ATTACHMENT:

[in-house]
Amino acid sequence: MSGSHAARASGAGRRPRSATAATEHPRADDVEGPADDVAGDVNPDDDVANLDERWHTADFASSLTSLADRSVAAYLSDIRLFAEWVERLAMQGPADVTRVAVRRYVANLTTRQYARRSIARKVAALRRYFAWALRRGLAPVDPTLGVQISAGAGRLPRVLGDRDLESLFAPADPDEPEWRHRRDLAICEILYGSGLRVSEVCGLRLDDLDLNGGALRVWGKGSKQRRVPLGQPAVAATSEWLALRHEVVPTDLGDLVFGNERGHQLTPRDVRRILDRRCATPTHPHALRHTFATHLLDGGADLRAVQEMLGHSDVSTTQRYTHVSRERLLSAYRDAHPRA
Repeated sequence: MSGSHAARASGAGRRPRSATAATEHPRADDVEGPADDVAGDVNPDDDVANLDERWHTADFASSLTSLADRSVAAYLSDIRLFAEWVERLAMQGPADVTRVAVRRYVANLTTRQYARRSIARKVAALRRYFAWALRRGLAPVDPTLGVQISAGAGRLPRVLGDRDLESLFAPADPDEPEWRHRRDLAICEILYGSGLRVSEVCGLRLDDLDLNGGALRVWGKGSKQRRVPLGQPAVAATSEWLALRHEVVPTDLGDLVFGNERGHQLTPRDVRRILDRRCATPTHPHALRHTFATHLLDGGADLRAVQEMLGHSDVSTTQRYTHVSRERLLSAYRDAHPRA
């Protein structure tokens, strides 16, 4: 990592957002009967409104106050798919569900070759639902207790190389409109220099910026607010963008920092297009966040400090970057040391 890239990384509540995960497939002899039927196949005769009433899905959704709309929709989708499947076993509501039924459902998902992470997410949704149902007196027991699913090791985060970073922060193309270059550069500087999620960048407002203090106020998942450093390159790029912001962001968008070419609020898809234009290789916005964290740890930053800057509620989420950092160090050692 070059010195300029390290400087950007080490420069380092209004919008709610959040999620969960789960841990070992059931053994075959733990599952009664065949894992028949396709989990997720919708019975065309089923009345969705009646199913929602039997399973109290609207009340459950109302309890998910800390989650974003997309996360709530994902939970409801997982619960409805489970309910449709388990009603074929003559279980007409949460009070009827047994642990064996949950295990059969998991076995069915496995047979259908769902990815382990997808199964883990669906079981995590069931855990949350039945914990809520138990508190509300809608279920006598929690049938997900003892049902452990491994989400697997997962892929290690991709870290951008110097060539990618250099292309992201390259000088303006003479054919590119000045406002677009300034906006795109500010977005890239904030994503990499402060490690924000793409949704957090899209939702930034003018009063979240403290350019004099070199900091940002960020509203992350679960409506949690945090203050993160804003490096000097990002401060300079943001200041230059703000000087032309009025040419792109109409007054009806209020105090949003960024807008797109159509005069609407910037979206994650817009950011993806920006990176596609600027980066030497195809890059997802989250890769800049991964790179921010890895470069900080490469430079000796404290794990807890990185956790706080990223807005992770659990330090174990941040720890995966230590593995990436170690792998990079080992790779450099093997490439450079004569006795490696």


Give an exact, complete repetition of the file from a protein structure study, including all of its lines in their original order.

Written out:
[in-house]
Amino acid sequence: MSGSHAARASGAGRRPRSATAATEHPRADDVEGPADDVAGDVNPDDDVANLDERWHTADFASSLTSLADRSVAAYLSDIRLFAEWVERLAMQGPADVTRVAVRRYVANLTTRQYARRSIARKVAALRRYFAWALRRGLAPVDPTLGVQISAGAGRLPRVLGDRDLESLFAPADPDEPEWRHRRDLAICEILYGSGLRVSEVCGLRLDDLDLNGGALRVWGKGSKQRRVPLGQPAVAATSEWLALRHEVVPTDLGDLVFGNERGHQLTPRDVRRILDRRCATPTHPHALRHTFATHLLDGGADLRAVQEMLGHSDVSTTQRYTHVSRERLLSAYRDAHPRA
Repeated sequence: MSGSHAARASGAGRRPRSATAATEHPRADDVEGPADDVAGDVNPDDDVANLDERWHTADFASSLTSLADRSVAAYLSDIRLFAEWVERLAMQGPADVTRVAVRRYVANLTTRQYARRSIARKVAALRRYFAWALRRGLAPVDPTLGVQISAGAGRLPRVLGDRDLESLFAPADPDEPEWRHRRDLAICEILYGSGLRVSEVCGLRLDDLDLNGGALRVWGKGSKQRRVPLGQPAVAATSEWLALRHEVVPTDLGDLVFGNERGHQLTPRDVRRILDRRCATPTHPHALRHTFATHLLDGGADLRAVQEMLGHSDVSTTQRYTHVSRERLLSAYRDAHPRA
């Protein structure tokens, strides 16, 4: 990592957002009967409104106050798919569900070759639902207790190389409109220099910026607010963008920092297009966040400090970057040391 890239990384509540995960497939002899039927196949005769009433899905959704709309929709989708499947076993509501039924459902998902992470997410949704149902007196027991699913090791985060970073922060193309270059550069500087999620960048407002203090106020998942450093390159790029912001962001968008070419609020898809234009290789916005964290740890930053800057509620989420950092160090050692 070059010195300029390290400087950007080490420069380092209004919008709610959040999620969960789960841990070992059931053994075959733990599952009664065949894992028949396709989990997720919708019975065309089923009345969705009646199913929602039997399973109290609207009340459950109302309890998910800390989650974003997309996360709530994902939970409801997982619960409805489970309910449709388990009603074929003559279980007409949460009070009827047994642990064996949950295990059969998991076995069915496995047979259908769902990815382990997808199964883990669906079981995590069931855990949350039945914990809520138990508190509300809608279920006598929690049938997900003892049902452990491994989400697997997962892929290690991709870290951008110097060539990618250099292309992201390259000088303006003479054919590119000045406002677009300034906006795109500010977005890239904030994503990499402060490690924000793409949704957090899209939702930034003018009063979240403290350019004099070199900091940002960020509203992350679960409506949690945090203050993160804003490096000097990002401060300079943001200041230059703000000087032309009025040419792109109409007054009806209020105090949003960024807008797109159509005069609407910037979206994650817009950011993806920006990176596609600027980066030497195809890059997802989250890769800049991964790179921010890895470069900080490469430079000796404290794990807890990185956790706080990223807005992770659990330090174990941040720890995966230590593995990436170690792998990079080992790779450099093997490439450079004569006795490696």